Thomas Hirschhorn made his name during the nineties with large-scale, three-dimensional collages made from cheap disposable material like cardboard, tape, plastic and aluminium foil. He combines these and other packing materials with texts, pictures from newspapers and magazines, and home-made objects like aeroplanes, watches, gold bars and streamers. Much interest has been shown in his works for public spaces, in which Hirschhorn criticises a society dominated by money and power. Hirschhorn’s work can be described as an extremely individual search for positive engagement with everyday social and political reality. The artist regards his installations primarily as a means of communication.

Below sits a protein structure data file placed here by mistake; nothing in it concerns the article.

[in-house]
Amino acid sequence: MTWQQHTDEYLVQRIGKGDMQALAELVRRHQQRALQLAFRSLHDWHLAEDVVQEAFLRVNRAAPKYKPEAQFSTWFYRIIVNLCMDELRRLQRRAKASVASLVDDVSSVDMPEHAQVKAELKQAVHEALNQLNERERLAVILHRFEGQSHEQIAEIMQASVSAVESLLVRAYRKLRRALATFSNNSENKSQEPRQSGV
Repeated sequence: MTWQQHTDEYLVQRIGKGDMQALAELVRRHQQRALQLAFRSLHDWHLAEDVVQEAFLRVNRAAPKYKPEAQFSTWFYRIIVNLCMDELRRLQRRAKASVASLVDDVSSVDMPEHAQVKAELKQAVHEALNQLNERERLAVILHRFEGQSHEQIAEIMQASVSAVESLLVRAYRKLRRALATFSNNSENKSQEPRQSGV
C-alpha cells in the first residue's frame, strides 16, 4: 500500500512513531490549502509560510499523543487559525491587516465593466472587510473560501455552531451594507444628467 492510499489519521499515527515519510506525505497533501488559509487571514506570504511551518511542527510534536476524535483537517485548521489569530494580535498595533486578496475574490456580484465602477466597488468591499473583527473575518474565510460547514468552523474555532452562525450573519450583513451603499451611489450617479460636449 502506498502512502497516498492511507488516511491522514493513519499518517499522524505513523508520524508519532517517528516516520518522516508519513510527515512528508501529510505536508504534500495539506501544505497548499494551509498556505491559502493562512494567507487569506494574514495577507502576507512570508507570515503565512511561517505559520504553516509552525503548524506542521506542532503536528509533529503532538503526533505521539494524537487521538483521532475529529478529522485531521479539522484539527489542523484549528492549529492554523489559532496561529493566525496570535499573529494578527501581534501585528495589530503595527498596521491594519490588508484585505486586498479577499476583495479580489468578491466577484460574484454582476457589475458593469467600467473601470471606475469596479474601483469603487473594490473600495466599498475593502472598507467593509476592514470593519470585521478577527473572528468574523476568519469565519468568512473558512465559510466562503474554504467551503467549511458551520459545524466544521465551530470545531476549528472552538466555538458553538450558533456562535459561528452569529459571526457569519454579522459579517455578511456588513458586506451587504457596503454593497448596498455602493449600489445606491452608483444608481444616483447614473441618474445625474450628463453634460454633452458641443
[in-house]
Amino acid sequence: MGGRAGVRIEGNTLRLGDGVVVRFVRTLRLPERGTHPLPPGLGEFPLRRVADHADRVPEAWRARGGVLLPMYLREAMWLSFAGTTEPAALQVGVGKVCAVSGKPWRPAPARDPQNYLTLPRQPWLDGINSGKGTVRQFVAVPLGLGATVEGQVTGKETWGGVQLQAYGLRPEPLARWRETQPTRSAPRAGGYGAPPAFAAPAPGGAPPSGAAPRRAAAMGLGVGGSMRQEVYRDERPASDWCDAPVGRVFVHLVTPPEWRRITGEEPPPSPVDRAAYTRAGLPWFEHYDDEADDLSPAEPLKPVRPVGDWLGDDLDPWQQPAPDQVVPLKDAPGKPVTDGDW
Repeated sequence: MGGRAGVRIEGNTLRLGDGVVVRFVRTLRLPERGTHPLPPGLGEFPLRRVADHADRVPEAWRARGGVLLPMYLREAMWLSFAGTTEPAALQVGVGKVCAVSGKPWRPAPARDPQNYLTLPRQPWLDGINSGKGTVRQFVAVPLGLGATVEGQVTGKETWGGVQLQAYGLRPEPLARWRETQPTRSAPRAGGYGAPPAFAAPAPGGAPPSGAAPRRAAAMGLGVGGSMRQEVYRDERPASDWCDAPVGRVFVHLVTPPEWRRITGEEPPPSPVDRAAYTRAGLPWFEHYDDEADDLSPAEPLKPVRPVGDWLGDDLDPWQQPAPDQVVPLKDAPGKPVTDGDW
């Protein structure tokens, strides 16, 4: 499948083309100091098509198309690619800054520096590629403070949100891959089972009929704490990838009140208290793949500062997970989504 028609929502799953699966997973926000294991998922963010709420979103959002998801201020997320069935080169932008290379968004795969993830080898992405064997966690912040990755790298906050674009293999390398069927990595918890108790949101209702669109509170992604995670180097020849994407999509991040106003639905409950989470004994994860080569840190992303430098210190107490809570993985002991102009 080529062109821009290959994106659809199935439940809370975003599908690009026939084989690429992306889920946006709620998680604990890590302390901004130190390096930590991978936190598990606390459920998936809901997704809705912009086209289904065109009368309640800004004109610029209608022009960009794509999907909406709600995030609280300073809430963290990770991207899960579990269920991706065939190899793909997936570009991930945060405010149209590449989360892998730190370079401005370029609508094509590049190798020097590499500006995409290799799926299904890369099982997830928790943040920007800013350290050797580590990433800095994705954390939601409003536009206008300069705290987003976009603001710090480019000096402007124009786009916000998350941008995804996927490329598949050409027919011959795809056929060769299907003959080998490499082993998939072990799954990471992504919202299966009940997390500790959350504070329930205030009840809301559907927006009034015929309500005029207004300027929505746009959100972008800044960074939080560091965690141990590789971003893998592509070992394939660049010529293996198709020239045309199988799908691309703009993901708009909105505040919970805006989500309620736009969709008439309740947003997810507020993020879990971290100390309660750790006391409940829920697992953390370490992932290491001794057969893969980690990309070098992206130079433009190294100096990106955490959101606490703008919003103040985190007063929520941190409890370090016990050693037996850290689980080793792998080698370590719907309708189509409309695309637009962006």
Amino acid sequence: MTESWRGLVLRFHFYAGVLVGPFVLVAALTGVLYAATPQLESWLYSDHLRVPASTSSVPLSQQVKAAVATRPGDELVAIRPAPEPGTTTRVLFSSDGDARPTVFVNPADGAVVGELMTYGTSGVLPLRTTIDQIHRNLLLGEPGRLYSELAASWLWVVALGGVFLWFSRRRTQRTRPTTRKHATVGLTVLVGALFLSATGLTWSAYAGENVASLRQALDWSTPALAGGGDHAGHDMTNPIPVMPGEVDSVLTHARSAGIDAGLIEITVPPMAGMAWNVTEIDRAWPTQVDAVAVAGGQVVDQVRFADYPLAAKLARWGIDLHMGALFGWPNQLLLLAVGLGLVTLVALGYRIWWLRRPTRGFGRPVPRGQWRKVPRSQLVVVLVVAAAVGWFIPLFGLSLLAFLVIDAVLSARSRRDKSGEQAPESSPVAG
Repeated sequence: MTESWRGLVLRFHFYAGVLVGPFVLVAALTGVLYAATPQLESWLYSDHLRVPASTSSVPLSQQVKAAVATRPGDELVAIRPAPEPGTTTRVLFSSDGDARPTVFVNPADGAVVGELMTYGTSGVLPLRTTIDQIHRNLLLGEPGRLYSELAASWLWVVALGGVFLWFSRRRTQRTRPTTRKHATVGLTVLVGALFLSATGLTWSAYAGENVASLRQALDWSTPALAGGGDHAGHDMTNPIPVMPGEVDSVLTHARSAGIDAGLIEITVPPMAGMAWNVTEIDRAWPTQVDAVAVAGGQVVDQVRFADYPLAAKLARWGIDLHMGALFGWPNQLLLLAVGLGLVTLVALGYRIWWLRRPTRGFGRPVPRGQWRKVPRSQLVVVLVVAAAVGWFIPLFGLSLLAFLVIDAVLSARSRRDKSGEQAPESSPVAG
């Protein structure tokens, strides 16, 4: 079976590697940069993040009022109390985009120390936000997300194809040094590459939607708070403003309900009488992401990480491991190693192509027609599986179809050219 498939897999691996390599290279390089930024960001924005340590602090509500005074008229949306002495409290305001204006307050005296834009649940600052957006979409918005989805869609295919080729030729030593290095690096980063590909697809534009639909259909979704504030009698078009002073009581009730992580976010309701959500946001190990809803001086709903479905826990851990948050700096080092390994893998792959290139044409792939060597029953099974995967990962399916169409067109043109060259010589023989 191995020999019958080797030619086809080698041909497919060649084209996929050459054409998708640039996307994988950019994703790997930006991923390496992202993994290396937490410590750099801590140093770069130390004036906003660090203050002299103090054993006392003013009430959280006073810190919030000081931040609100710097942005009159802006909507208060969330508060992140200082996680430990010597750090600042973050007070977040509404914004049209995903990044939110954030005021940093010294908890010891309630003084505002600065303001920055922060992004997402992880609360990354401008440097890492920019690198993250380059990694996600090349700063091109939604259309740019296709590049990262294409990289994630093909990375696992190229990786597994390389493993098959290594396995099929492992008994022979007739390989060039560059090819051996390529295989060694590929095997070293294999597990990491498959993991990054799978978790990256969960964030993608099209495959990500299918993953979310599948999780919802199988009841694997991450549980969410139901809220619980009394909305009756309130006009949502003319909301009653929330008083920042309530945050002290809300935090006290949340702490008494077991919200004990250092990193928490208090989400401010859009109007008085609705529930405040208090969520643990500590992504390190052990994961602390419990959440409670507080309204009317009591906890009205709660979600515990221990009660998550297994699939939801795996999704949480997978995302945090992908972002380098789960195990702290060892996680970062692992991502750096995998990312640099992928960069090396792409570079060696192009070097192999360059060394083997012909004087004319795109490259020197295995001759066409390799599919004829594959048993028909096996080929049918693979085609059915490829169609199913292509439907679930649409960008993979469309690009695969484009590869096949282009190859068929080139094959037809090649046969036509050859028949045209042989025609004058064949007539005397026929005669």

'Pilatus Transformator' is about the power of money. The title refers to the Pilatus aircraft that Switzerland could sell abroad. At the time, a referendum was held on the question of whether these military aircraft should also be sold to countries at war. According to Hirschhorn, it is difficult for citizens to form opinions on matters like this. After all, how can they gain insight into what actually happens? Videos of heads nodding yes and shaking no show the indecision of the voters, who do not by definition occupy a neutral place, because there may be economic dependency on the war industry, for example.